The first selection of the Theo Epstein era on the North Side, Almora is an unsurprising selection for an organization that desperately needs talent in its system. The multifaceted outfielder from Mater Academy in Florida was apparently the Cubs number one target, to the point where they would have taken him first overall if given the chance. Epstein has a good drafting record–he drafted Jacoby Ellsbury and Daniel Bard in the first round, among a few others–so there is an inclination to trust this selection.
Almora is a rare case: a polished high schooler. That’s not to say that he doesn’t have room to get better, but most scouts say that the young Floridian is the most advanced of the prep school players in the 2012 draft. A centerfielder by trade, Almora has roughly league-average speed and a league-average throwing arm. Most teenagers without exceptional defensive skills would probably be destined for a corner outfield spot, but those who have watched Almora play are convinced that he can stick in center due to phenomenal jumps he gets and routes he runs. Almora seems to have a prodigious baseball IQ in all facets of the game: he is also a savvy baserunner and a compensates for his average throwing arm with a lightning release and deadly accuracy on his throws.
Almora’s hit tools all grade out as above average. He is not imposing, standing a lean, 6’2”, 170 lbs, he but generates significant power thanks to a quick bat and has shown the ability to hit with authority to all fields, an especially advanced skill for someone who couldn’t vote until early April. In addition to his high school career, where he hit an astounding .603 and slugged 1.164 his senior season–Almora has a considerable amount of experience playing for Team USA, having tied the record by being named to the squad six different times. In his latest international tournament, he won MVP honors at the Pan American U18 games while leading the United States to the championship.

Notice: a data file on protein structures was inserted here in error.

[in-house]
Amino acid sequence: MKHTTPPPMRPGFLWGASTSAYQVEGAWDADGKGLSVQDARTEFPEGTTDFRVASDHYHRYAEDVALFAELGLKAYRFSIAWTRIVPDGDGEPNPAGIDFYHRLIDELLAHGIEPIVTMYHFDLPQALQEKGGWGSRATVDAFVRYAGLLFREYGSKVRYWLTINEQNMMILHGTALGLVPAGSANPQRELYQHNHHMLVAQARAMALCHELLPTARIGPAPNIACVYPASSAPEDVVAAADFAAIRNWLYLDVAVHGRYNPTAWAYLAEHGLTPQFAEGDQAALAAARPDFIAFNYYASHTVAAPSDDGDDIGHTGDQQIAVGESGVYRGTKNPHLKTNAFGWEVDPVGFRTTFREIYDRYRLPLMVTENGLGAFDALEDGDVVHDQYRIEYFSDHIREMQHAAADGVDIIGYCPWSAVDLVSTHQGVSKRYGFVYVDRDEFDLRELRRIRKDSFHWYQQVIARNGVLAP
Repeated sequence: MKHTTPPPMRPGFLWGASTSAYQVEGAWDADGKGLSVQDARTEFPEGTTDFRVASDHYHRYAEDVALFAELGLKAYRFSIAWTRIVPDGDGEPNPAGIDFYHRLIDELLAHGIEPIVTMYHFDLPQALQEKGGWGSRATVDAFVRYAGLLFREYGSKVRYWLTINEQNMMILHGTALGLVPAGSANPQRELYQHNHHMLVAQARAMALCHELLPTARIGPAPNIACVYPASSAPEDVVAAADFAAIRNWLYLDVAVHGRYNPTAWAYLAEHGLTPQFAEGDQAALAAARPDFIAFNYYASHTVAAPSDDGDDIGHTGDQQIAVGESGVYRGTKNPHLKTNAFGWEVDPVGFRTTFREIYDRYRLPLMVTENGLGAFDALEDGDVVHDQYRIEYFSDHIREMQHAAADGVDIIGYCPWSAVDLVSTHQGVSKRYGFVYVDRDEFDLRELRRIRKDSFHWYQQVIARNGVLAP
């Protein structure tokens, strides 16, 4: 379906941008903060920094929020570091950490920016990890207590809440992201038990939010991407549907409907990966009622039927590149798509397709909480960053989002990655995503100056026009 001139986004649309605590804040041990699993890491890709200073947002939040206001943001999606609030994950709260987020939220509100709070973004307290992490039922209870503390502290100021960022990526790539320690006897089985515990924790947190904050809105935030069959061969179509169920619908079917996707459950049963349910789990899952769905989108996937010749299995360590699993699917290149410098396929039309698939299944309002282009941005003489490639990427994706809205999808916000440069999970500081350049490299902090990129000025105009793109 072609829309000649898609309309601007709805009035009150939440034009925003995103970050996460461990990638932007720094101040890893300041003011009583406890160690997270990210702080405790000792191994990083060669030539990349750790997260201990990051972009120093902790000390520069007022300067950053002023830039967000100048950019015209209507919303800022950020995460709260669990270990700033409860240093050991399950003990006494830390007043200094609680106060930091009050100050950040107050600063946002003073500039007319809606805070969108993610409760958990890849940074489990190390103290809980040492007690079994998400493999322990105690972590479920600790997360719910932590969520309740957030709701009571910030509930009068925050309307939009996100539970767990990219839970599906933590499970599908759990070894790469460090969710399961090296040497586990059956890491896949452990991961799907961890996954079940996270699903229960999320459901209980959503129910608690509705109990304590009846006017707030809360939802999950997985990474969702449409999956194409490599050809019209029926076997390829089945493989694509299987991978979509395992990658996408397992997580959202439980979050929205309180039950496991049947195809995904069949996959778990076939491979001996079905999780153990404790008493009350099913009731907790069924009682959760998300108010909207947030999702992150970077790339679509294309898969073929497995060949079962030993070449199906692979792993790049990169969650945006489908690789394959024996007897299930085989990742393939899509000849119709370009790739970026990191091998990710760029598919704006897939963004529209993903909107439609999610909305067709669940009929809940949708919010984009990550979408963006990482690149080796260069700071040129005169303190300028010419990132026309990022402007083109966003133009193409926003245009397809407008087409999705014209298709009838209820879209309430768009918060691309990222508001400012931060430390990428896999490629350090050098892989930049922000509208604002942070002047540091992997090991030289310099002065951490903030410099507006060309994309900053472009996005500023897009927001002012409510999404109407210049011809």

Make no mistake about it, Almora is a five tool player. His tools may not be on the level of Byron Buxton or Carlos Correa, but Almora is gifted in his own right; several scouts have compared him with Carlos Beltran, a lofty comparison indeed. By virtue of his sterling performances in international tournaments, Almora has also shown the ability to step up his game against elite competition, a characteristic which will stand him in good stead as he joins the professional ranks. And perhaps unsurprisingly given how he plays the game, Almora has outstanding intangibles–his work ethic and make-up are off the charts.
Beltran seems overly optimistic. I’ll go with Adam Jones if Jones were an above average defender.
His unique collection of attributes give Almora the unusual combination, especially for a teenager, of a relatively high floor and a relatively high ceiling. I really like this pick for the Cubs, particularly because of the impact that good character guys can have on a clubhouse. Thanks to his advanced skill set, Cubs fans may not have to wait as long as they think before Almora is patrolling center at the Friendly Confines.
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